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MTV VMAs, Twitter Team Up For Fan-Controlled Streaming

For the first time ever, the MTV Video Music Awards will take place in Newark, New Jersey. With the new location comes a new video strategy courtesy of a partnership with Twitter, announced at the social media company’s Digital Content NewFronts event on Monday. When viewers tune into the VMAs in late August of this year, they’ll be greeted by the Stan Cam — a live and interactive viewing experience through which they can vote on the feeds they most want to see, giving them access to celebrities and behind-the-scenes footage. Continue reading MTV VMAs, Twitter Team Up For Fan-Controlled Streaming

Twitter Launches Feature to Report Election Misinformation

Twitter has unveiled a new feature that will let users directly report misinformation and fake news with regard to elections. Among the elections in India on April 25 and Europe on April 29, Twitter now offers the option “It’s misleading about voting” in the “Report Tweet” dropdown menu. On its blog, Twitter states that “voting is a fundamental human right … any attempts to undermine the process of registering to vote or engaging in the electoral process is contrary to our company’s core values.” Continue reading Twitter Launches Feature to Report Election Misinformation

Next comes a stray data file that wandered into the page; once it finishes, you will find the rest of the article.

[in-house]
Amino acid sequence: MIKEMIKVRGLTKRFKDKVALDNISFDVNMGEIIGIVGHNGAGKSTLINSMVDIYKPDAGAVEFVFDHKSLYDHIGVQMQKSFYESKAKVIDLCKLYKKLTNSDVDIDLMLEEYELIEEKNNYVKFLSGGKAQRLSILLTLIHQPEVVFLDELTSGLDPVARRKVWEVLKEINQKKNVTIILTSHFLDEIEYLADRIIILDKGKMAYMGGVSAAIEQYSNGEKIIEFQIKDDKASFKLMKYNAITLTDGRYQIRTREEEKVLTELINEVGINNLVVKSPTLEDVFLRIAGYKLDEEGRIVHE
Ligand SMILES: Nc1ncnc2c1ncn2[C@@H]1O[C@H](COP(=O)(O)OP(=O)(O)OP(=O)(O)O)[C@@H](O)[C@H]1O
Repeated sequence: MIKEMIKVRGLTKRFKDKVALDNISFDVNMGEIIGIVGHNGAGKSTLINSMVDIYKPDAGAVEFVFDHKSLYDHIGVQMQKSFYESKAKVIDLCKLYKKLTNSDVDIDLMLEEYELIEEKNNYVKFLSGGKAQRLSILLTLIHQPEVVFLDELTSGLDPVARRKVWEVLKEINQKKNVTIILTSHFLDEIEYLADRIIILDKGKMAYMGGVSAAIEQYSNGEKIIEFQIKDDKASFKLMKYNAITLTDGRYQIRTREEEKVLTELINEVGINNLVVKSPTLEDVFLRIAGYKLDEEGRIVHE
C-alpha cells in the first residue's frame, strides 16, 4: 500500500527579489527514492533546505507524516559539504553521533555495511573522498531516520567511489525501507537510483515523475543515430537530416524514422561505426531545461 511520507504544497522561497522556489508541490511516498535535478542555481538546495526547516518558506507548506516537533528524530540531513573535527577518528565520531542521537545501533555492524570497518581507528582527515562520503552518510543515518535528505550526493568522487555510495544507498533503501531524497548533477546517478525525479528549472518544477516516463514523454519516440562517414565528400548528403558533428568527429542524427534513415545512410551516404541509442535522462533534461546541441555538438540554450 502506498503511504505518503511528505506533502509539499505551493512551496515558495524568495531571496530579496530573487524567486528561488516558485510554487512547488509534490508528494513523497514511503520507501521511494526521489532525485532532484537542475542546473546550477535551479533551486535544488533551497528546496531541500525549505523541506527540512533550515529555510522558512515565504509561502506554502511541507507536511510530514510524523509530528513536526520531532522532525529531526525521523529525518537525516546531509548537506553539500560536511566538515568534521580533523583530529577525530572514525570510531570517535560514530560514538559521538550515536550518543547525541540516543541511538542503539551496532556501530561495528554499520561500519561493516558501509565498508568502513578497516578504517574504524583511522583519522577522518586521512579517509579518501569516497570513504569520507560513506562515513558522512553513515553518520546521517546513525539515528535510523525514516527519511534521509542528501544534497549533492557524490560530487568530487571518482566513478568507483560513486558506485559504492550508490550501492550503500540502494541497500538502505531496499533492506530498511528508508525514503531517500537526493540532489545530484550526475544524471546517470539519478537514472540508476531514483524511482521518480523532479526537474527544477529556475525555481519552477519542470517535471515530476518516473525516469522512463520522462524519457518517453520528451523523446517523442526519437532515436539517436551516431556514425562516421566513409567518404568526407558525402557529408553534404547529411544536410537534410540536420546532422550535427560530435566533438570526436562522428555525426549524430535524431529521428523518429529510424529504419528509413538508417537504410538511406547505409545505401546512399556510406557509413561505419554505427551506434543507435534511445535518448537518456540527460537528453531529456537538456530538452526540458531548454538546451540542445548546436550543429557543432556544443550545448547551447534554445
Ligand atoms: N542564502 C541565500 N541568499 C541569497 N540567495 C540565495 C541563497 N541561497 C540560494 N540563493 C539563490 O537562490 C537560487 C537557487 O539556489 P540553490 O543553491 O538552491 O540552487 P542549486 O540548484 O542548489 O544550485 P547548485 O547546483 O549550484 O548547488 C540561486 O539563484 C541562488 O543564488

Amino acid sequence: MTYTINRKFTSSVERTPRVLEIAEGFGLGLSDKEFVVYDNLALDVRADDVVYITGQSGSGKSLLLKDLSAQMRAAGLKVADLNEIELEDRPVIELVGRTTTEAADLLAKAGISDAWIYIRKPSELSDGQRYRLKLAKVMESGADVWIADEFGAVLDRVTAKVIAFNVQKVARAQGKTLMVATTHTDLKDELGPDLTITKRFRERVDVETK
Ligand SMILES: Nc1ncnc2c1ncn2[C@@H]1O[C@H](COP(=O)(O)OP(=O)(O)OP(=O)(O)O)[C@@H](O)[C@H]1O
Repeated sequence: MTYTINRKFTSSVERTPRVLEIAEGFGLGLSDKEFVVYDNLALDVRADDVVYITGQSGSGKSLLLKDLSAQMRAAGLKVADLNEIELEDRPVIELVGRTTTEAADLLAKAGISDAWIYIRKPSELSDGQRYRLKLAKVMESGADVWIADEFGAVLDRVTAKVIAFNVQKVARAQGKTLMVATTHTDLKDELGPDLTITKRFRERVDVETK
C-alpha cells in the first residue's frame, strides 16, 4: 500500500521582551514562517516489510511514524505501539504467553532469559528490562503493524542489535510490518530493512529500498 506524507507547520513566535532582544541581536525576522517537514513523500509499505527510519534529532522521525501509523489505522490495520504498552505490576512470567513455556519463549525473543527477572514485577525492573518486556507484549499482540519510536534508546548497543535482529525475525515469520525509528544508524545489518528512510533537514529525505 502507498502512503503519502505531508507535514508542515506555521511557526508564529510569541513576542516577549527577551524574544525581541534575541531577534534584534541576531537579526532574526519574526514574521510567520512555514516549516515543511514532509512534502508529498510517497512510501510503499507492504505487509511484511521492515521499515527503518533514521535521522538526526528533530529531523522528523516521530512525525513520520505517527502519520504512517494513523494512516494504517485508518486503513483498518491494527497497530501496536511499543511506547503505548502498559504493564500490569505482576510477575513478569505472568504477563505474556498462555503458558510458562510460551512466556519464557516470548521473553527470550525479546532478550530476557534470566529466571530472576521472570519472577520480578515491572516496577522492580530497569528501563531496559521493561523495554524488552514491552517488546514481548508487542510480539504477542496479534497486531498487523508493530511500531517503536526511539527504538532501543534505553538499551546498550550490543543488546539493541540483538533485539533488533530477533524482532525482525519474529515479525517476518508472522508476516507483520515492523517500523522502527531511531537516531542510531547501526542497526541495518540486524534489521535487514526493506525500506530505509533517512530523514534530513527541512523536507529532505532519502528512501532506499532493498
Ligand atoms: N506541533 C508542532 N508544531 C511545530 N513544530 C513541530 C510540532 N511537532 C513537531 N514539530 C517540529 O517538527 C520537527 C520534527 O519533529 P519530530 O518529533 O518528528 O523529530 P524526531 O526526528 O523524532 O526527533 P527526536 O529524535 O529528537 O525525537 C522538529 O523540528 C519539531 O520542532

EU Parliament Passes Laws That Impact Online Companies

The European Parliament voted to fine Internet platforms such as Facebook, Google and Twitter up to 4 percent of their annual global turnover if they do not remove extremist content within one hour of authorities’ request to do so. The vote was 308 to 204, with 70 abstentions. The European Parliament also approved a platform-to-business (P2B) law proposed by the European Commission in April 2018. The P2B law forces Amazon and Google to reveal how they rank products and Facebook and others to be more transparent. Continue reading EU Parliament Passes Laws That Impact Online Companies

China’s Internet Model Gains Popularity Among Autocracies

Autocratic countries are moving towards China’s version of the Internet — limited content and controlled data — as a way of ensuring their own continued power and mimicking the success of Chinese corporations such as Alibaba Group and Tencent Holdings. Vietnam, Thailand, India and Russia are among those embracing a government-controlled model. China has also become the first government to intentionally use artificial intelligence for racial profiling, in this case its 11 million Uighurs, a Muslim minority group. Continue reading China’s Internet Model Gains Popularity Among Autocracies